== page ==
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Thursday, September 5, 2019

Warlock by Jim Starlin: The Complete Collection (Superhero)

by Jim Starlin 

Publisher: Marvel (February 18, 2014)

Softcover, 328 pages

Amazon Listing 

Jim Starlin did not create Adam Warlock but, like Captain Marvel before him, the character was perfected by the man. Believe it or not, the greatest stories told in the Marvel Cinematic Universe began in the pages of Captain Marvel and Warlock - which is strange as neither of those protagonists have turned up in the films. 

Thanos began in Captain Marvel and ended (at the time) in Warlock. Warlock himself is powered by the Soul Gem, one of the Infinity Stones- which have been so integral for Marvel phase three films. The stones were first introduced in these issues, along with the characters of Pip the Troll, Gammora- The Deadliest Woman in the Galaxy, Warlock’s future evil self, The Magus- who again would become integral with the Infinity series later in the 90s, and certain cosmic characters: Lord Chaos, Master Order, and the In-Betweener (Infinity Gauntlet, Infinity War, Infinity Watch, Infinity Crusade, Infinitely Derivative). 

The title is a bit deceptive. This is not the complete collection of the Adam Warlock series, which went on to issue 18, but instead it is the collected issues that Jim Starlin worked on the character. The original Warlock comics had been cancelled after issue 8, but Starlin later revived the character a few years later in Strange Tales- an anthology series where marvel would often try out new character, or try out smaller stories from less popular older heroes (for years they Strange Tales would have two stories. One staring Dr. Strange, and the other Nick Fury of S.H.I.E.L.D.- since neither could carry a book on their own. 
As such, this volume contains issues 178-181 of Strange Tales, issues 9 -15 of Warlock, Avengers Annual #7, and Marvel Two-In-One Annual #2, and the rough pencils for a filler issue of Warlock that would've been issue 16. The book ends with the death of the main character and Thanos being turned to stone. Of course, both of these were later reversed in other books. Can’t let a property lie dormant- not when there’s money to be had.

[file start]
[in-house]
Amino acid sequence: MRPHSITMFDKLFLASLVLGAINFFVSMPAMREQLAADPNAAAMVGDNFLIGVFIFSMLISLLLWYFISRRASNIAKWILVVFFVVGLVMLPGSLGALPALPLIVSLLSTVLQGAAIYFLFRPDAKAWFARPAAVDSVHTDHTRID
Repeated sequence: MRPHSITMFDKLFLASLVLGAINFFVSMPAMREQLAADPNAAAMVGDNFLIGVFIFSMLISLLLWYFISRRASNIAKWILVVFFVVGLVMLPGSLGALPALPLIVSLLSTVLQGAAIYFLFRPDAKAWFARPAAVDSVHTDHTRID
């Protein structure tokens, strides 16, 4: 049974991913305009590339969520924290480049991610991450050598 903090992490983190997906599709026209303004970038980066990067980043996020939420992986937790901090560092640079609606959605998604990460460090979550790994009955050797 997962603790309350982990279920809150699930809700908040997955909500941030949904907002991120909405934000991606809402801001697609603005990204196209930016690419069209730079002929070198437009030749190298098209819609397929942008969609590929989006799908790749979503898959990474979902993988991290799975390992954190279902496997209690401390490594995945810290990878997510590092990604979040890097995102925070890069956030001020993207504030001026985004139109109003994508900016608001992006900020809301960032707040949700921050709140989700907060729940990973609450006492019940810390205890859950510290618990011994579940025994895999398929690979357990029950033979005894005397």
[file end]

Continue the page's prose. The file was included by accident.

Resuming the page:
Everyone says that Starlin was the king of the cosmic comic story. Part of that is because no one else really was telling similar stories. Certainly no one else was creating characters that were solely based on those story lines. Warlock, now given independent life when the soul gem is implanted on his forehead by the High Evolutionary, comes into conflict with first a future version of himself that has gone mad, the Magus, and founded a soul-crushing warlike church to worship himself, and then against Thanos, the Mad Titan who is on a war of extermination to win back his former lover, Death. 

Starlin obviously had a plan for the character, but the series was cancelled before it came to fruition, so he quickly wrapped it up in the pages of the two annuals. Starlin is to fault with the series cancellation. The two issues following the Magus’s defeat was a terrible filler story where he goes up against a terrible villain with a terrible name, Star-Thief, whom he doesn’t even really defeat. Had he gone directly into the storyline we see in the two Annuals, I think the comic would’ve at least lasted another ten issues (remember the 70s were a volatile time for comics). On the other hand, I could be dead wrong. Ah well.

For more readings, try books by Rex Hurst. 

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